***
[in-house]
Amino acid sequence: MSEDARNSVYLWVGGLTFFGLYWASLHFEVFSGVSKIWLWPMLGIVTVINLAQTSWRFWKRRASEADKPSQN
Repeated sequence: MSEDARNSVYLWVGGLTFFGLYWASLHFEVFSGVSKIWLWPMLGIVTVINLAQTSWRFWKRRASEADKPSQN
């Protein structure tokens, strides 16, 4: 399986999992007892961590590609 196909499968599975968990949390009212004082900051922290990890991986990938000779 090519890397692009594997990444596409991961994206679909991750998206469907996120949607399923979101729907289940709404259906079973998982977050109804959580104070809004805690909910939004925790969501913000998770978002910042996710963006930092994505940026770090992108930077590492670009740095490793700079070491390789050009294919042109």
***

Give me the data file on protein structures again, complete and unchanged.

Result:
[in-house]
Amino acid sequence: MSEDARNSVYLWVGGLTFFGLYWASLHFEVFSGVSKIWLWPMLGIVTVINLAQTSWRFWKRRASEADKPSQN
Repeated sequence: MSEDARNSVYLWVGGLTFFGLYWASLHFEVFSGVSKIWLWPMLGIVTVINLAQTSWRFWKRRASEADKPSQN
């Protein structure tokens, strides 16, 4: 399986999992007892961590590609 196909499968599975968990949390009212004082900051922290990890991986990938000779 090519890397692009594997990444596409991961994206679909991750998206469907996120949607399923979101729907289940709404259906079973998982977050109804959580104070809004805690909910939004925790969501913000998770978002910042996710963006930092994505940026770090992108930077590492670009740095490793700079070491390789050009294919042109």